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I was recently diagnosed with breast cancer. Along with tests, treatments and surgeries, what else can I do?

July 04, 2013

This question is quite common during our initial discussions with a patient who has just received the new diagnosis of breast cancer. We often have very little to offer on this subject. Western medicine, with all its advances, does not always engage the active participation of the patient. We instruct what tests, what medications, what operations are best; and these recommendations are based on a thorough knowledge of the disease, reflect the most current thinking, and achieve good results. However, at the end of all these consultations, there is often a recurring question, "What else can I do?"

The internet is full of sites offering help in this arena. Unfortunately, some are the modern day equivalent of snake oil salesman. Large on promises but low on delivery. However, many patients are drawn to the realm of complementary care (care that is "in addition to" traditional standard of care, as opposed to alternative care which is defined as "in lieu of" current recommendations). A recent study from Columbia University found that 85 percent of breast cancer patients partook in some form of complementary therapy. The reasons for this interest is varied but, in large part, stems from the drive of a patient to be more fully engaged in their care, health, and outcomes. Another reason is that many patients experience a disturbing lack of control during medical therapy. By seeking out, and participating in complementary care, some semblance of control can be regained. Despite well intentioned efforts, many of these options do not afford an appreciable benefit.

However exciting results are being studied and can be found as close as your nearest gym, fitness center or yoga studio: EXERCISE.

Breast cancer treatment has several relatively distinct treatment phases during which exercise is being realized as having a beneficial effect. The landmark study on exercise and breast cancer treatment was initiated in the 1980s at the Ohio State University (this is totally disturbing being a University of Florida grad, but whatever). The study demonstrated that exercise during treatment was not only safe (a major shift in and of itself), but that patients experienced improvements in aerobic capacity and experienced less treatment-associated nausea. Since then, additional studies have confirmed and expanded on identifying the benefits of exercise during therapy. Patients in the exercise groups were noted to have an improved quality of life, less fatigue, less anxiety, and improved self-esteem.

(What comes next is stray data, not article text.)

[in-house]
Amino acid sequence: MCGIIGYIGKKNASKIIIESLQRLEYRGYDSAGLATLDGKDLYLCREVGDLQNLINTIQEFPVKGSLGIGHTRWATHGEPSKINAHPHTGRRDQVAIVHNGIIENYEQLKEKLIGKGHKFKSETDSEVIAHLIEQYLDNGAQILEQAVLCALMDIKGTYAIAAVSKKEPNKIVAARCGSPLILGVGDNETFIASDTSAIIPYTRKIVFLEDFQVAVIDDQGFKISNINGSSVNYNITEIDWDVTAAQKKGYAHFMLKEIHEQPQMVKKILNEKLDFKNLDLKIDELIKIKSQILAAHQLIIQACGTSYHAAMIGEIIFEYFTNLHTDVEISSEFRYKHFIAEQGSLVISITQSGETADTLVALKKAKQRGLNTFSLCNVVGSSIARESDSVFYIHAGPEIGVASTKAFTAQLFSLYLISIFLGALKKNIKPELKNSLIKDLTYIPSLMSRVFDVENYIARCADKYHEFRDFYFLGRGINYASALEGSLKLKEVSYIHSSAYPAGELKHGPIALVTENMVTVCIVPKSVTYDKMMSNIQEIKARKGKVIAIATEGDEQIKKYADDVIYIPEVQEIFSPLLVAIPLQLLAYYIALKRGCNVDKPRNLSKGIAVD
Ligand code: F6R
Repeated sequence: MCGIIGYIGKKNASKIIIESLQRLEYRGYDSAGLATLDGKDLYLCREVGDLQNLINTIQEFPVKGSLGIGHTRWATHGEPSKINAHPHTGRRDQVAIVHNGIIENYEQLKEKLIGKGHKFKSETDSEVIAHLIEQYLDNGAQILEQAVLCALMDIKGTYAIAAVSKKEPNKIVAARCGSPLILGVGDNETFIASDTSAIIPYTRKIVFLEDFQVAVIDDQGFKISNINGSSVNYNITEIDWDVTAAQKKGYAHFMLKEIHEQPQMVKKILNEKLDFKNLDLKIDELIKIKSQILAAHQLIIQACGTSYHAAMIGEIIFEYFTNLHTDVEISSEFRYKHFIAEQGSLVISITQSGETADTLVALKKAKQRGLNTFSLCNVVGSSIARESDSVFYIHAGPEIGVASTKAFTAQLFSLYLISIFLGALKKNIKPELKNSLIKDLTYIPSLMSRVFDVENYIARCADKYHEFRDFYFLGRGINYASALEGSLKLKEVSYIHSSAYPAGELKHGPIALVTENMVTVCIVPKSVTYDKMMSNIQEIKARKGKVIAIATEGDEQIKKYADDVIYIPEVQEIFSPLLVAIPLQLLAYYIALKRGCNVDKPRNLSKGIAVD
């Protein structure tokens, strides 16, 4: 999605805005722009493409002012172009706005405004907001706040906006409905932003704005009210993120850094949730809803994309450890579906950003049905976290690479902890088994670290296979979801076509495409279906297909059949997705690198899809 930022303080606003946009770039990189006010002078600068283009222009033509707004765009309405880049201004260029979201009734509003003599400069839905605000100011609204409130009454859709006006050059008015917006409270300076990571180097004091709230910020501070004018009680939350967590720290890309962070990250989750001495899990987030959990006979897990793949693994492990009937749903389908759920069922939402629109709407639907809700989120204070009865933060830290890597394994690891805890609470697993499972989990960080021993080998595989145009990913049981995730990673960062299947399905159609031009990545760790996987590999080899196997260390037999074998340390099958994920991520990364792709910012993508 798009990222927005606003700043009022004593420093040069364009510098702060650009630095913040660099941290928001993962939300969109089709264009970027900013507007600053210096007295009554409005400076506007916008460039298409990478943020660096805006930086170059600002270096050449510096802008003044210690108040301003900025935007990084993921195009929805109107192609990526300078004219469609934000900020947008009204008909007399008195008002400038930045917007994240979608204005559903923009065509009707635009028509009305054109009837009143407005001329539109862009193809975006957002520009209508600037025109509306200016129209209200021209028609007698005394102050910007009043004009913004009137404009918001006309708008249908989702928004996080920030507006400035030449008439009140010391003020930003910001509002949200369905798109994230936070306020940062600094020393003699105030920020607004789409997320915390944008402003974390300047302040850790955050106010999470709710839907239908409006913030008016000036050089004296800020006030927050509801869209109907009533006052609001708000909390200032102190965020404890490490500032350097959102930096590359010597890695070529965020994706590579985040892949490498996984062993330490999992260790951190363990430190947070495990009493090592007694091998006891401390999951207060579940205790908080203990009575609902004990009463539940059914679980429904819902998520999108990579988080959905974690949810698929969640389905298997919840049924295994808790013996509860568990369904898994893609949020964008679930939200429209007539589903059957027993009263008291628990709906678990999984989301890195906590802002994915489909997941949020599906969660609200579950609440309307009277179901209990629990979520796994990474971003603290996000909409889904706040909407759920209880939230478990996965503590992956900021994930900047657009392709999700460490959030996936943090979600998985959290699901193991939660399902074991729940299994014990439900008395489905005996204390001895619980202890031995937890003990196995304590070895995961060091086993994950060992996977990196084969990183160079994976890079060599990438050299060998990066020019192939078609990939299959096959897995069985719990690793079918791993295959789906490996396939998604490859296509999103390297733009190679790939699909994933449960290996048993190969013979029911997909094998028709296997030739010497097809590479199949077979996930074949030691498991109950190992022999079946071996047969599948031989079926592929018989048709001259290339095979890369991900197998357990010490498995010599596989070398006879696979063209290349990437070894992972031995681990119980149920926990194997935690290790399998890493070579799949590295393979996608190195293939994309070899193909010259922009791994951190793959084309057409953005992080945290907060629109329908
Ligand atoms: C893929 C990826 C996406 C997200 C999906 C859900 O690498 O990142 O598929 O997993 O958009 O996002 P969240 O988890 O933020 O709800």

As more patients were enrolled in exercise regimens, the beneficial effects of exercise were reported for long-term results as well. For example, one of the feared complications of breast surgery is the development of lymphedema (a swelling of the arm resulting from surgically removing potentially affected lymph nodes). Exercise has been shown to be helpful in both preventing and treating lymphedema. Another complication of treatment is the potential for chemotherapy to cause heart damage. Laboratory studies have suggested that aerobic exercise can minimize the chemotherapy-associated cardiotoxicity by strengthening the heart and minimizing oxidative damage.

So, if the benefits of exercise is minimized treatment side effects and improves one's overall feeling, that would be reason enough to begin showing up for spin class, right?

More recently, an even more exciting trend has been noticed - exercise may reduce recurrences and improve overall survival. In other words, exercise may treat cancer. A recent meta-analysis which included results of six studies looking at outcomes of more than 12,000 patients reported that taking up exercise after the diagnosis cuts the risk of dying from breast cancer by 34 percent. Women who had exercised before diagnosis and continued to exercise noted an 18 percent benefit compared to women who became inactive during treatment. Several pathways are thought to be involved in these benefits, including changes in hormonal environment, improvements in the body's response to insulin (insulin can act as a growth hormone), and improvements in the immune systems surveillance. Other mechanisms include interactions with altering proteins produced by adipose (fat) cells and reducing overall inflammation. There are even newer studies suggesting that exercise may activate tumor-suppressing genes.

Hopefully your interest is piqued. There are many avenues to begin an exercise program. Certainly, if you have any history of heart disease, begin a discussion with your primary medical doctor. The studies discussed involved moderate to vigorous-intensity ranging in time from 30 to 60 minutes. Aerobics, resistance (weights), and combination of both were reviewed, all with beneficial effects. There is no doubt that a cancer diagnosis can be physically and emotionally devastating. Becoming active in an exercise program can help empower one to better endure treatment, reduce cancer recurrence, and improve overall health.

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